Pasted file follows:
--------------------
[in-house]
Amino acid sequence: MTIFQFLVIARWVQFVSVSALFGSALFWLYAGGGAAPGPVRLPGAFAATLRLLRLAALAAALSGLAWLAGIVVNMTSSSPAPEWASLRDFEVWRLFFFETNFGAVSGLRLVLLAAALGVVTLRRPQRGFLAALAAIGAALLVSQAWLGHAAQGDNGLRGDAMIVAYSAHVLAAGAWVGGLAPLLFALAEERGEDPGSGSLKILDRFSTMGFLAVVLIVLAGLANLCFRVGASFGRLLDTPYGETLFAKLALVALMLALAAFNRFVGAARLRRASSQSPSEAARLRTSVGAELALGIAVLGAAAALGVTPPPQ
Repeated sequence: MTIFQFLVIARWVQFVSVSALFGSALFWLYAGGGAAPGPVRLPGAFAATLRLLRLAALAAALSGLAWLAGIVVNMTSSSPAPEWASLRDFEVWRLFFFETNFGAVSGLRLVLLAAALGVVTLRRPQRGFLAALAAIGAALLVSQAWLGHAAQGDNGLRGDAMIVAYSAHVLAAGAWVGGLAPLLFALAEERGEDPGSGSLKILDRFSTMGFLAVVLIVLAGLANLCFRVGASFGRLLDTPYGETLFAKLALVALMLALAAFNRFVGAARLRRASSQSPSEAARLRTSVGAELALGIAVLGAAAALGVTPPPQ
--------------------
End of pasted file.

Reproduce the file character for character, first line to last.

[in-house]
Amino acid sequence: MTIFQFLVIARWVQFVSVSALFGSALFWLYAGGGAAPGPVRLPGAFAATLRLLRLAALAAALSGLAWLAGIVVNMTSSSPAPEWASLRDFEVWRLFFFETNFGAVSGLRLVLLAAALGVVTLRRPQRGFLAALAAIGAALLVSQAWLGHAAQGDNGLRGDAMIVAYSAHVLAAGAWVGGLAPLLFALAEERGEDPGSGSLKILDRFSTMGFLAVVLIVLAGLANLCFRVGASFGRLLDTPYGETLFAKLALVALMLALAAFNRFVGAARLRRASSQSPSEAARLRTSVGAELALGIAVLGAAAALGVTPPPQ
Repeated sequence: MTIFQFLVIARWVQFVSVSALFGSALFWLYAGGGAAPGPVRLPGAFAATLRLLRLAALAAALSGLAWLAGIVVNMTSSSPAPEWASLRDFEVWRLFFFETNFGAVSGLRLVLLAAALGVVTLRRPQRGFLAALAAIGAALLVSQAWLGHAAQGDNGLRGDAMIVAYSAHVLAAGAWVGGLAPLLFALAEERGEDPGSGSLKILDRFSTMGFLAVVLIVLAGLANLCFRVGASFGRLLDTPYGETLFAKLALVALMLALAAFNRFVGAARLRRASSQSPSEAARLRTSVGAELALGIAVLGAAAALGVTPPPQ